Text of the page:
In the frame-story of the man reading a novel, the Narrator tells the inner experience of the man. What the man "remembered. Also the Narrator tells his experiences of the senses--"feeling his head resting comfortably The Narrator tells what is going on inside the man. Tells why he rebuffed her caresses. Tells the feeling of the dagger against his chest and the feeling of his heart beating.
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In the frame-story of the man reading a novel, the Narrator tells the inner experience of the man. What the man "remembered. Also the Narrator tells his experiences of the senses--"feeling his head resting comfortably The Narrator tells what is going on inside the man.
Tells why he rebuffed her caresses. Tells the feeling of the dagger against his chest and the feeling of his heart beating. The Narrator also expresses judgments: "sketched abominably the frame of that other body Goes inside the man to tell his memory of her words about the house.
There is one return to the frame-story--a shift from one Narrator to the other: A lustful, panting dialogue raced down the pages like a rivulet of snakes, and one felt it had all been decided from eternity. The last sentence of the story reveals that the two stories are actually one story--the embedded story is a story about the frame-story. Setting In the frame-story, the setting is a study in an estate house with windows facing an oak-filled park.
The owner is sitting in a green velvet high-back chair, with his back to the door, reading a murder mystery. The setting of the novel he is reading is a cabin in a woods where a woman and a man meet to complete the final stage of the murder of her husband. The setting changes as the lover moves from the cabin in the woods into the house where he finds the husband sitting in a chair reading a novel.
What appeared to be two separate settings in two separate stories turns out to be the same setting because the two stories are actually one story. Character The man reading a crime novel. The first part of the story focuses on his reading experience. It charts the psychological process of reading--the mental movement into the imaginative world of the story. The narrator carefully describes the dual consciousness of the reading experience--being absorbed in the imaginative world of the story, yet at the same time aware of bodily sensations of feeling his head on the chair, his cigarettes at hand, the wind blowing in the park outside his windows.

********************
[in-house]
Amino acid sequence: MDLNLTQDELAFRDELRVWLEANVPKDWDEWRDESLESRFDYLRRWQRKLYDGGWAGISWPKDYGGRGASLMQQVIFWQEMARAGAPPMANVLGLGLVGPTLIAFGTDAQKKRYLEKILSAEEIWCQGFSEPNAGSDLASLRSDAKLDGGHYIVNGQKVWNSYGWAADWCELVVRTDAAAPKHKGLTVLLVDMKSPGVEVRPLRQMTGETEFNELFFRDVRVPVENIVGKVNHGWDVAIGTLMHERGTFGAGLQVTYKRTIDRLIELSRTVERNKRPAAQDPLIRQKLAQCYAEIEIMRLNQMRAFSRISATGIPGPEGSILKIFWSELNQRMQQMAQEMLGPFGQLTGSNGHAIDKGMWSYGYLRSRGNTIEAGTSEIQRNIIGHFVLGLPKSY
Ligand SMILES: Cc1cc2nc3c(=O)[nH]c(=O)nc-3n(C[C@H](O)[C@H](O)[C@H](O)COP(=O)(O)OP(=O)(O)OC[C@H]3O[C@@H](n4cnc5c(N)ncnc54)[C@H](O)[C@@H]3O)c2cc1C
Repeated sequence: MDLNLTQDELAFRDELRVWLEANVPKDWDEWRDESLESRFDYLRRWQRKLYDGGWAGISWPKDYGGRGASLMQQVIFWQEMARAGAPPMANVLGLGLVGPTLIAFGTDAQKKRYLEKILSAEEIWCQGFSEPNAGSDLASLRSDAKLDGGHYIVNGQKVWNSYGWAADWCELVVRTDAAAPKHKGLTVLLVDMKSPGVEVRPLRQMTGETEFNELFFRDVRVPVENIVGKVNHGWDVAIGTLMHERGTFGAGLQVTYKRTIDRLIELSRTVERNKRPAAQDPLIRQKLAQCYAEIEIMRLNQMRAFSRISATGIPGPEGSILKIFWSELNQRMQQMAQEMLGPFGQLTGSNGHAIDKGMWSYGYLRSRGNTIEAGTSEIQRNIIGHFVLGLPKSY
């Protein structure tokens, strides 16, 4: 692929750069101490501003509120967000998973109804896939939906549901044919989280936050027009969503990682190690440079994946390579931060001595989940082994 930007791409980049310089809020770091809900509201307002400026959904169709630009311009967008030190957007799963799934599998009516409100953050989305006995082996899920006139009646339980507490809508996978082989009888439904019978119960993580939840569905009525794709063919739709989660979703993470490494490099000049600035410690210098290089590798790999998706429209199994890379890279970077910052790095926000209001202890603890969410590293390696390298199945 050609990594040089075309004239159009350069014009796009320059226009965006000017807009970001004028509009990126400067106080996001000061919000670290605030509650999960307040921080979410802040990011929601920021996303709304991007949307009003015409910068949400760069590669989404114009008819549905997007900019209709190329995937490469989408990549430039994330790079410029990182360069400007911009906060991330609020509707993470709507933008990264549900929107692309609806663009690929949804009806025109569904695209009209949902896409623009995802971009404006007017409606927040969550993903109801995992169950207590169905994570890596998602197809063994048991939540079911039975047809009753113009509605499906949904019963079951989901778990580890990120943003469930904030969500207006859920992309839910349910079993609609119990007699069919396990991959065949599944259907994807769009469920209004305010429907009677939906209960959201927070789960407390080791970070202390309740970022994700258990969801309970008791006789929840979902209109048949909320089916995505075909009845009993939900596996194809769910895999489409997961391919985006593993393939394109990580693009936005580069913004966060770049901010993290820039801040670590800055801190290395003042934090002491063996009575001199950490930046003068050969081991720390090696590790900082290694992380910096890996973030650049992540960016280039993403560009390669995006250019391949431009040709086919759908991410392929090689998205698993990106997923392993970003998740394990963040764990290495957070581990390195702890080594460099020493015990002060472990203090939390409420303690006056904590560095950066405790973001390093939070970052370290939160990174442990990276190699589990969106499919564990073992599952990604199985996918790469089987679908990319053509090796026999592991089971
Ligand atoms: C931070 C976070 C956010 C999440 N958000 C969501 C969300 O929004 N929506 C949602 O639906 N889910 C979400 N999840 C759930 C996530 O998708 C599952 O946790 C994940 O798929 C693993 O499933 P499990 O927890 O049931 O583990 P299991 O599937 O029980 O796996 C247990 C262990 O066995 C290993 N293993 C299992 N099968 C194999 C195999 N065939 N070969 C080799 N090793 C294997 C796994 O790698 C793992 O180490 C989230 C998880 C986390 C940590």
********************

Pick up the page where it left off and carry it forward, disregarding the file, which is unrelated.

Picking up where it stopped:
The woman in the novel. A stock figure. The lover. The central character in the novel. In the second paragraph of the story, the narrator follows him from the meeting in the cabin into the house to murder the husband.
We approach the husband with him, feel his excitement and see the details of the room and the husband through his eyes. He becomes the vehicle through which the shock of the story is revealed.
Symbol The setting becomes symbolic. What appears to be two separate parks in the two stories are in fact the same park. Hence the title: Continuity of Parks. The details of the setting in the first story--the light from the windows, the green-velvet high back chair, the man sitting with his back to the door reading a novel--are the means by which we realize the truth: that the two stories are one story.
Theme A story about the power of story-telling to transport us into imaginary worlds that surprise, and ultimately instruct and delight us. In reading Continuity of Parks we are seduced into the same experience of reading that the man reading is having.
The story spreads its glamour over us. With him, we witness the tension of the meeting in the woods. We feel the suspense as we are made to identify with the lover as he approaches the final room. Then we take great delight in the shock of the ending. The story has seduced us through the magic of imagination.
Continuity of Parks
If you havent read any of his work, you are missing out and thats for sure. But there is still time, even if you are pressed for time. Then, on returning by train to his estate, he begins reading his novel once again and the more he reads, the more interested he becomes. This certainly sounds ideal to me. Anyway, Basil relaxes comfortably in his favorite armchair covered in green velvet, content in knowing there will be nobody to intrude on his reading.
Continuity of Parks by Julio Cortázar
JoJot Notify me of new comments via email. I can just disapparate into class. From that point on, every instant had its own minutely assigned purpose. He let himself be drawn slowly into the plot, the sketches of the characters. Once the man begins to read and dive into a different world Cortazar begins blurring paarks lines of reality and the book. Ana rated it really liked it Nov 22, To ask other readers questions about Continuity of Parks [Short story]please sign up.
CORTAZAR CONTINUITY OF PARKS PDF